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Buccal corridor linear ratio (BCLR) was calculated with linear measuring tool in Adobe Photoshop 7.0 software using the formula:



Statistical analysis

The data obtained was statistically evaluated using independent t-test and multiple linear regression analysis. The analyses were carried out by means of statistical software for Windows (SPSS 15.0). In the statistical evaluation, the following levels of significance were used: P ≥ 0.05 (not significant). P < 0.05 and <0.0005 are considered as significant and very highly significant, respectively.


  Results Top


Lateral cephalograms, study casts and frontal photographs of posed smile were obtained from a total of 80 subjects, as per inclusion criteria. The data collected is presented with the following findings.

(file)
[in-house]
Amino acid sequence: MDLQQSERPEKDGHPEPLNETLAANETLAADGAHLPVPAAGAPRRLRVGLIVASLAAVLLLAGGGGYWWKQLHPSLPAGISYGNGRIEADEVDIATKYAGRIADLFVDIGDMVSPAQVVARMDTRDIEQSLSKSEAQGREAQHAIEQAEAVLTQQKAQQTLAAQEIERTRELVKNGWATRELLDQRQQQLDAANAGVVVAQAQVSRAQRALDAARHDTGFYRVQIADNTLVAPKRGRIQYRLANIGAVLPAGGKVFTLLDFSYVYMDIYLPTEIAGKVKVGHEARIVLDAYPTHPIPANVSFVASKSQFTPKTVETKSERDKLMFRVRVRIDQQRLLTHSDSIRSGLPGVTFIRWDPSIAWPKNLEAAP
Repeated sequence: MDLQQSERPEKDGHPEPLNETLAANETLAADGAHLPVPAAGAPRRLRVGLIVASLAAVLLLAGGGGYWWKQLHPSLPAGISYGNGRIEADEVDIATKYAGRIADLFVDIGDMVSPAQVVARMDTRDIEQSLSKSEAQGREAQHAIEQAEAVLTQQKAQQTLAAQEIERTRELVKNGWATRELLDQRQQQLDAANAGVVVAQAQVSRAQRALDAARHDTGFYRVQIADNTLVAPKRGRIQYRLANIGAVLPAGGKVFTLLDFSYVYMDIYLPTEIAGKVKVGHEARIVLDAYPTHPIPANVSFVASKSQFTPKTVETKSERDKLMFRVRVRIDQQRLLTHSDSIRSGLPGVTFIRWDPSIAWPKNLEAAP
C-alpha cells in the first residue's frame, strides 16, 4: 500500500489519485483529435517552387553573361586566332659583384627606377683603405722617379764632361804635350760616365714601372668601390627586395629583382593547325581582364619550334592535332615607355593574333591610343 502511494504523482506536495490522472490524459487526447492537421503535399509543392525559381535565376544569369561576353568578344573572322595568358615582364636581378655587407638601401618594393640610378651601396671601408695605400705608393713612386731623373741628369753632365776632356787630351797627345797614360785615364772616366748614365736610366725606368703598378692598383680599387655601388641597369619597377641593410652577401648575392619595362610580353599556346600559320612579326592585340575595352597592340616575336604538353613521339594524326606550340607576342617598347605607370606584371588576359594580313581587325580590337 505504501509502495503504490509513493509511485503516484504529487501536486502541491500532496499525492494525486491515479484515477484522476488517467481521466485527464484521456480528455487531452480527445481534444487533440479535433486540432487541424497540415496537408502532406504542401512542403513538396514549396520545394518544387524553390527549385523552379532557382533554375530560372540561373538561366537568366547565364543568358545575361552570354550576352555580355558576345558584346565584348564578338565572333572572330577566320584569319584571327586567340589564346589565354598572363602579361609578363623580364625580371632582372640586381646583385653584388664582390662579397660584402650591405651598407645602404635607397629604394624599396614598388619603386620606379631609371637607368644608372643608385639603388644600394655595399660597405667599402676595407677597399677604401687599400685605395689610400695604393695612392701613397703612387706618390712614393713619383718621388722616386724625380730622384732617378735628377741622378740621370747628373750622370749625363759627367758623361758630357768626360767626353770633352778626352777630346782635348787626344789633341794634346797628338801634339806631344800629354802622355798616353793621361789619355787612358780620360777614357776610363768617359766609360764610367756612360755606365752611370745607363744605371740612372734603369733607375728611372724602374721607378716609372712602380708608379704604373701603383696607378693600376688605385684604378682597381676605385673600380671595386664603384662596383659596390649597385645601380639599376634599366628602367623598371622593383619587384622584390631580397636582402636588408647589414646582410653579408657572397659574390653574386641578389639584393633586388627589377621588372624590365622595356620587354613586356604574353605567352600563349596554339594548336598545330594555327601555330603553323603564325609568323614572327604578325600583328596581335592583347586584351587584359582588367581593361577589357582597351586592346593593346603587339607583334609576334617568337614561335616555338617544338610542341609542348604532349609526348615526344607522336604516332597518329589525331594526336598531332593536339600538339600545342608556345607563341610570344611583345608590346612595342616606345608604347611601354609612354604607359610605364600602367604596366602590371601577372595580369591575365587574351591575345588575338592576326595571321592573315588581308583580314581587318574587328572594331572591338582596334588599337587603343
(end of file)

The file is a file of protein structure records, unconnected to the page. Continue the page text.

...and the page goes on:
Independent t-test

The difference in mean value for BCLR between individuals having Class I and Class II Division 1 malocclusion was found to be very highly significant. On comparison of the mean values between males and females in Group I and in Group II, the difference was found to be not significant [Table 1].
Table 1: Comparison of BCLR between groups

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Multiple linear regression analysis

To assess the factors affecting the buccal corridor area in individuals with Class I and Class II Division 1 malocclusion, multiple linear regression analysis was carried out using backward elimination by considering BCLR as the dependent variable.

GO-GN, ANS-SN, A to N perpendicular and inter premolar width of upper arch showed significant correlation in Class I group [Table 2].
Table 2: Multiple regression analysis for Group I